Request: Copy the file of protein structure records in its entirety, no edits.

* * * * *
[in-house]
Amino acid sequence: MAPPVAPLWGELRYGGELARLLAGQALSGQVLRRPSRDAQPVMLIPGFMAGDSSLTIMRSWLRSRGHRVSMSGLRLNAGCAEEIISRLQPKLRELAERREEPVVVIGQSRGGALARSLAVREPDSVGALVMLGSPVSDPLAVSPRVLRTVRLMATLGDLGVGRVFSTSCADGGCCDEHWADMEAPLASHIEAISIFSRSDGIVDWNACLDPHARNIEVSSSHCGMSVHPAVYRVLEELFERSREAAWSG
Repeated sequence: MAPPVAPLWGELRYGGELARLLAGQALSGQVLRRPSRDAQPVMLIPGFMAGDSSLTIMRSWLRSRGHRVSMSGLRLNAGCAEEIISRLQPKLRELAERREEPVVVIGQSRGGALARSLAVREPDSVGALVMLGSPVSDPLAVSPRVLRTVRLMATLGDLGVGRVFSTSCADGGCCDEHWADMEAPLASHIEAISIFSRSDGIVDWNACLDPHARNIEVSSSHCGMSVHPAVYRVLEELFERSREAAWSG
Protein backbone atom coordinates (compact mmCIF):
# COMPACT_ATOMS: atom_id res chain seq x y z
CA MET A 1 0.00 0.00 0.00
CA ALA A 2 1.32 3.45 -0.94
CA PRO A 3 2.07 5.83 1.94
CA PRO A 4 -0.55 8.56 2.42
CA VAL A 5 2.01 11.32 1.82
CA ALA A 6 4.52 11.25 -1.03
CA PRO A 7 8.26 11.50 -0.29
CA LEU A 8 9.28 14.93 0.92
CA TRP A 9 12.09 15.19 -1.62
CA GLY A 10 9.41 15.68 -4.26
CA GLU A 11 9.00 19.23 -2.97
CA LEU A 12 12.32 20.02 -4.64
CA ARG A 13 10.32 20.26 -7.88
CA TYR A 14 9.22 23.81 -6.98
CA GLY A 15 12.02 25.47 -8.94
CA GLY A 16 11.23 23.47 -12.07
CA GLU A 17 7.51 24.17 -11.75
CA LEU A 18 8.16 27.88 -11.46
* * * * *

[in-house]
Amino acid sequence: MAPPVAPLWGELRYGGELARLLAGQALSGQVLRRPSRDAQPVMLIPGFMAGDSSLTIMRSWLRSRGHRVSMSGLRLNAGCAEEIISRLQPKLRELAERREEPVVVIGQSRGGALARSLAVREPDSVGALVMLGSPVSDPLAVSPRVLRTVRLMATLGDLGVGRVFSTSCADGGCCDEHWADMEAPLASHIEAISIFSRSDGIVDWNACLDPHARNIEVSSSHCGMSVHPAVYRVLEELFERSREAAWSG
Repeated sequence: MAPPVAPLWGELRYGGELARLLAGQALSGQVLRRPSRDAQPVMLIPGFMAGDSSLTIMRSWLRSRGHRVSMSGLRLNAGCAEEIISRLQPKLRELAERREEPVVVIGQSRGGALARSLAVREPDSVGALVMLGSPVSDPLAVSPRVLRTVRLMATLGDLGVGRVFSTSCADGGCCDEHWADMEAPLASHIEAISIFSRSDGIVDWNACLDPHARNIEVSSSHCGMSVHPAVYRVLEELFERSREAAWSG
Protein backbone atom coordinates (compact mmCIF):
# COMPACT_ATOMS: atom_id res chain seq x y z
CA MET A 1 0.00 0.00 0.00
CA ALA A 2 1.32 3.45 -0.94
CA PRO A 3 2.07 5.83 1.94
CA PRO A 4 -0.55 8.56 2.42
CA VAL A 5 2.01 11.32 1.82
CA ALA A 6 4.52 11.25 -1.03
CA PRO A 7 8.26 11.50 -0.29
CA LEU A 8 9.28 14.93 0.92
CA TRP A 9 12.09 15.19 -1.62
CA GLY A 10 9.41 15.68 -4.26
CA GLU A 11 9.00 19.23 -2.97
CA LEU A 12 12.32 20.02 -4.64
CA ARG A 13 10.32 20.26 -7.88
CA TYR A 14 9.22 23.81 -6.98
CA GLY A 15 12.02 25.47 -8.94
CA GLY A 16 11.23 23.47 -12.07
CA GLU A 17 7.51 24.17 -11.75
CA LEU A 18 8.16 27.88 -11.46